Map: Coastal-Change and Glaciological Map of the Larsen Ice Shelf Area, Antarctica: 1940–2005
Map I-2600-B is one of a series of maps produced by the United States Geological Survey in cooperation with the British Antarctic Survey, the Scott Polar Research Institute, and the Bundesamt für Kartographie und Geodäsie.
According to the USGS "Coastal-Change and Glaciological Maps of Antarctica" program:
- Changes in the area and volume of polar ice sheets are intricately linked to changes in global climate
- Measurement of changes in area and mass balance of the Antarctic ice sheet was given a very high priority in recommendations by the Polar Research Board of the National Research Council (1986), in subsequent recommendations by the Scientific Committee on Antarctic Research (SCAR) (1989, 1993), and by the National Science Foundation’s (1990) Division of Polar Programs
- On the basis of the above recommendations, the archive of early 1970s Landsat 1, 2, and 3 Multispectral Scanner (MSS) images of Antarctica and the subsequent repeat coverage made possible with Landsat and other satellite images provided an excellent means of documenting changes in the cryospheric coastline of Antarctica
- The availability of this information provided the impetus for carrying out a comprehensive analysis of the glaciological features of the coastal regions and changes in ice fronts of Antarctica
- The project was later modified to include Landsat 4 and 5 MSS and Thematic Mapper (TM) images [and in some areas Landsat 7 Enhanced Thematic Mapper Plus (ETM+) images], RADARSAT images, aerial photography, and other data where available, to compare changes that occurred during a 20- to 25- or 30-year time interval (or longer where data were available, as in the Antarctic Peninsula)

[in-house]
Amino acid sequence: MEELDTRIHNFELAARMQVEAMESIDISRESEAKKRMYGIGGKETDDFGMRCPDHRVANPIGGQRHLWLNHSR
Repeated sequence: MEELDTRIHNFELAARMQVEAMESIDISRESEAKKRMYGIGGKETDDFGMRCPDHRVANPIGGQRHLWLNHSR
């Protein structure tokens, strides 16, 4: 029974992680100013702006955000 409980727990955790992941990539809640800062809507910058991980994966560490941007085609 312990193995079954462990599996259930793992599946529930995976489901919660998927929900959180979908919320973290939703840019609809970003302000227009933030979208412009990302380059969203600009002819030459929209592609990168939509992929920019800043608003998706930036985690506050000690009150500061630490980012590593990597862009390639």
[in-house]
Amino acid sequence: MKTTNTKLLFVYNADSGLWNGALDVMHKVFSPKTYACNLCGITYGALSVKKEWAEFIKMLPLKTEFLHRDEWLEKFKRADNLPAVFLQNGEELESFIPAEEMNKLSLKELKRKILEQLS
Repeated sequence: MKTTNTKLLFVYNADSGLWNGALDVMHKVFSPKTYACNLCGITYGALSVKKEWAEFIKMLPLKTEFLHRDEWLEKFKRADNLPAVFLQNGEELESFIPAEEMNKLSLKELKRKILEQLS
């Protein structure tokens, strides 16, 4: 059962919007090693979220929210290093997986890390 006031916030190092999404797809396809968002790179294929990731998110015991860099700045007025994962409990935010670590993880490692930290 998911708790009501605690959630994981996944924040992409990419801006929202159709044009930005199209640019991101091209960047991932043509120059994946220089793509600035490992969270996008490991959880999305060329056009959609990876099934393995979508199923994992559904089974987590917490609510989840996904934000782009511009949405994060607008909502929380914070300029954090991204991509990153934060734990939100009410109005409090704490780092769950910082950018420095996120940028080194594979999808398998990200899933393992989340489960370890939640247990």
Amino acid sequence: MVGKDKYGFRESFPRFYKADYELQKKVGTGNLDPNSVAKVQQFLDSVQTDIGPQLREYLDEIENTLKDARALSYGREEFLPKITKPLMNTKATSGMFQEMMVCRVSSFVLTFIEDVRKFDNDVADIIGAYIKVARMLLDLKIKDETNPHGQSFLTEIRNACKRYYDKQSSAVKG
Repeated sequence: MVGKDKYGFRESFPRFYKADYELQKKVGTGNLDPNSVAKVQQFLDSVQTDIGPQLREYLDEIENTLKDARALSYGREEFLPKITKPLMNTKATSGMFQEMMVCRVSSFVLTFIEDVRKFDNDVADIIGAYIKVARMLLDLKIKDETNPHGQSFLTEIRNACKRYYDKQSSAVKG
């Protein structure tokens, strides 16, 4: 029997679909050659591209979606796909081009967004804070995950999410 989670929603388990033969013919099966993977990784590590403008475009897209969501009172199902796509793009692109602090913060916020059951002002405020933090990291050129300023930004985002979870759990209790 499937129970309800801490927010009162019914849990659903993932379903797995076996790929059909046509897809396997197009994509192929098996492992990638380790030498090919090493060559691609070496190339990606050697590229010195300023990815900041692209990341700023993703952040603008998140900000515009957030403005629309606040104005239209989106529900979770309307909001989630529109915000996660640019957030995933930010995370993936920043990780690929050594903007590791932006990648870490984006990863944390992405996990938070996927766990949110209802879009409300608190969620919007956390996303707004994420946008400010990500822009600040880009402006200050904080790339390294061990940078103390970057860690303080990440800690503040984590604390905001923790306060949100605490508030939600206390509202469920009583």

- The results of the analysis are being used to produce a digital database and a series of USGS Geologic Investigations Series Maps (I–2600)
The coastal-change and glaciological mapping project has five primary objectives, listed as follows:
- to determine coastline changes that have occurred during the past three decades, or longer where additional information exists;
- to establish an accurate baseline series of1:1,000,000- scale maps (fig. 1) that defines, from the analysis of Landsat and other satellite images, the glaciological characteristics (for example, floating ice, grounded ice, and so forth) of the coastline of Antarctica during three main time intervals: (1) early 1970s (Landsat 1, 2, or 3), (2) middle 1980s to early 1990s (Landsat 4 or 5), and (3) late 1990s to early 2000s (RADARSAT or Landsat 7 ETM+);
- to determine velocities of outlet glaciers, ice streams, and ice shelves, and the position of the grounding line, from analysis of Landsat images and other sources;
- to compile a comprehensive inventory of named (from published maps) and unnamed (from analysis of Landsat images) outlet glaciers and ice streams in Antarctica that are mappable from Landsat and other satellite images or from ancillary sources (for example, maps, gazetteers, digital databases, and so forth) (Swithinbank, 1980, 1985; Alberts, 1981, 1995; National Science Foundation, 1989; British Antarctic Survey and others, 1993);
- to compile a 1:5,000,000-scale map of Antarctica derived from the 1:1,000,000-scale maps. Each 1:1,000,000-scale map, apart from the three sheets covering the Antarctic Peninsula, extends to the southernmost nunatak within each map area or to the southernmost extent of Landsat images (about lat 81.5º S.). The coverage area of some maps (for example, those covering the Ronne and Filchner Ice Shelves) was extended farther south to encompass the entire ice shelf.